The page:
In his current location, it was especially strange to encounter a Brit.  He was on the island of Tenerife, located in the Canary Islands.  The main harbor was in the town of Santa Cruz, and it was a rough-and-tumble place filled with traders, smugglers, slavers, and African pirates.  There were hotels and restaurants dotting the waterfront, but they were tucked between saloons and bordellos.

Reputable ships with reputable captains docked occasionally to load supplies before heading across the Atlantic.  But nearly everyone else was dodgy and dangerous, and they’d slit your throat for a penny.

What was she thinking to be out and about in such desperate company?

“Let me by!  At once!”

As her voice rang out again, he scanned the busy area, searching for her.  He found her on the boardwalk over by a tavern.  She was tiny, five-foot-four or so, slender but shapely, with brunette hair and big green eyes.  Dressed like a Puritan, she was covered in a black wool gown with long sleeves, high-necked bodice, petticoats, corset, shawl, and bonnet.

You could take a British girl out of London, but you couldn’t take London out of the girl.  In the sultry heat, how did she breathe?  How did she keep from passing out for lack of air?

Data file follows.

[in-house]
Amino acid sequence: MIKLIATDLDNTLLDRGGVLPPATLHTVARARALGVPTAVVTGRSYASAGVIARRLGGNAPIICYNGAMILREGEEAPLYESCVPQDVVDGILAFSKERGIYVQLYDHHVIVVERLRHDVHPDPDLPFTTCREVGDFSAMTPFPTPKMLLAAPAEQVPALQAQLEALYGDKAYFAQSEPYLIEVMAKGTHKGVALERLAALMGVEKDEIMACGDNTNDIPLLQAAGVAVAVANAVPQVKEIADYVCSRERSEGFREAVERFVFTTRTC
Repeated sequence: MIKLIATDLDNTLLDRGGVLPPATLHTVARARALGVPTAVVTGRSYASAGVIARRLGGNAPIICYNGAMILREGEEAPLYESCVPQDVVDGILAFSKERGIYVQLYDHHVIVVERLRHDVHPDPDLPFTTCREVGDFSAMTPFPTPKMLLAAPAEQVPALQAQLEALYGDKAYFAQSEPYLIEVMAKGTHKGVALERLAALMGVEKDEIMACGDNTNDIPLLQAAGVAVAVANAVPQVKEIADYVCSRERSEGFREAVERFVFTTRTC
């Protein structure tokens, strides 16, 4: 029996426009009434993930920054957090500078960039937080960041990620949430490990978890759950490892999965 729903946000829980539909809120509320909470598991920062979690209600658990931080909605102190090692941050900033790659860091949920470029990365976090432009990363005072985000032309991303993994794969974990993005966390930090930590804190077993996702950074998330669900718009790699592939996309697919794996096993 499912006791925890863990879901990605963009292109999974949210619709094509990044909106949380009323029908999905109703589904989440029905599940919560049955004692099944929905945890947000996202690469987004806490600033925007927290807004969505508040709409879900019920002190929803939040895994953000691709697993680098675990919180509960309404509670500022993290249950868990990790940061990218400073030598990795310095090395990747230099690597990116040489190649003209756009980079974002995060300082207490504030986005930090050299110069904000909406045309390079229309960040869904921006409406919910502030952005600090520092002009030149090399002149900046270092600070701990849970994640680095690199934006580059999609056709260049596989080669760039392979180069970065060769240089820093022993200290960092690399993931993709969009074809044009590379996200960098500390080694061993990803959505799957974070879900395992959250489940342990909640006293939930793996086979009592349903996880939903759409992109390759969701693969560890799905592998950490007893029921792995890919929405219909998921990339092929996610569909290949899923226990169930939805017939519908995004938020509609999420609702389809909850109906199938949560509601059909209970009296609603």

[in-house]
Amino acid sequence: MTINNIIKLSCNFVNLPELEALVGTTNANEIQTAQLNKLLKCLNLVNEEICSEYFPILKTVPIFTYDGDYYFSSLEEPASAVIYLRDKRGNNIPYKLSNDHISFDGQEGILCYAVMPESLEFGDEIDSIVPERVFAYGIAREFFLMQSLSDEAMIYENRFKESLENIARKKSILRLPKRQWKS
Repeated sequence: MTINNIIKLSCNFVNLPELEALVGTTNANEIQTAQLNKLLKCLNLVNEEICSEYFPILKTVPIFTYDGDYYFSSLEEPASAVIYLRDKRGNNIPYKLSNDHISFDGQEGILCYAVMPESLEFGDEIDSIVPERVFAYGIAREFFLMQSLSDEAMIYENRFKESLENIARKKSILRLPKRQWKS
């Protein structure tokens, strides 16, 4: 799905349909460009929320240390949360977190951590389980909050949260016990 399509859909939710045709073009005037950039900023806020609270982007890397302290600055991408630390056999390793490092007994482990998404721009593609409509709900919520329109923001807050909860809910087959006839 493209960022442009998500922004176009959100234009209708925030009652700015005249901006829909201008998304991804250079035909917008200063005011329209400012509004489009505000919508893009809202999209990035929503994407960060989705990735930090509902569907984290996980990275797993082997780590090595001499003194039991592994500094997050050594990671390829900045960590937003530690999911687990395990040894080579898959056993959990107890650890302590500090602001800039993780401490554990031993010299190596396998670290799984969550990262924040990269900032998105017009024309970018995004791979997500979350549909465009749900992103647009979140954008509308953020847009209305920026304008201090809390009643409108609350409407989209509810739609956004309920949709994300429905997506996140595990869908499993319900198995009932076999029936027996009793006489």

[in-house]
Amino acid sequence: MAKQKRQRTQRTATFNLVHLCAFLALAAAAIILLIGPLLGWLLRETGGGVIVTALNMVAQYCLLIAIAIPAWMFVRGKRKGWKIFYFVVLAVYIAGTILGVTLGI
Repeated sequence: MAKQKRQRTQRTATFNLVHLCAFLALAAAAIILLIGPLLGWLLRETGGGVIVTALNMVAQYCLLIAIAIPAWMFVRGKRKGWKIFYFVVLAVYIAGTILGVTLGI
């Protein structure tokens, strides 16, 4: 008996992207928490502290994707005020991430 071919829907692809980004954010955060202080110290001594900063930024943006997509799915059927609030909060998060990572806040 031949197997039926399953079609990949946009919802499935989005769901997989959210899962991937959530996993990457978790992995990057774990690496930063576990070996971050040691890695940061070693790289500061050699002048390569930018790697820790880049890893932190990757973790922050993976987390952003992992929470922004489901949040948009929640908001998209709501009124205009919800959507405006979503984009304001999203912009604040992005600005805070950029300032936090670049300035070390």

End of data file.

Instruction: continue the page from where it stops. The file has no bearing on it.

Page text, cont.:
She was alone with no maid or chaperone, which was incredibly reckless.  Didn’t she realize how hazardous it was to be out by herself?  Didn’t she understand the perils?  The only females in the despicable spot were whores and other doxies, and the only males were criminals and cretins.

She was so obviously out of her element, and she would be too great a temptation for any miscreant to resist.

Three Spanish sailors had her surrounded, and they were leering, touching her bonnet, pulling on the ribbon to remove it.  She was swatting at their fingers, but not having much luck at pushing them away.

She had a black parasol, and when one of the reprobates grew particularly odious, she swatted him with it very hard.  The whack had to have smarted, and his temper flared.  He grabbed the offending item, yanked it away, and tossed it into the street.  A carriage was rolling by, and the horse stepped on it and crushed it.

Her jaw dropped in astonishment, and for a moment, she looked as if she might burst into tears.

“That was mine, you rude oaf!”  She sounded like a schoolteacher, like a nanny who minded unruly children all day and had no patience remaining.

He sighed with exasperation.  Once in his life, he’d been the kind of young man who would have leapt to help a damsel in distress.  He’d been the kind who’d always behaved as was appropriate to his name and station, but at the ripe old age of thirty, he’d suffered through too many grueling years and had survived too many ordeals he shouldn’t have survived.

He’d learned not to intervene in another’s quarrels or problems.  In the seedy world where he’d been stuck for the prior decade, it was a quick way to get killed.  He watched out for himself and nobody else, focusing his concentration on the prize at the end of his road.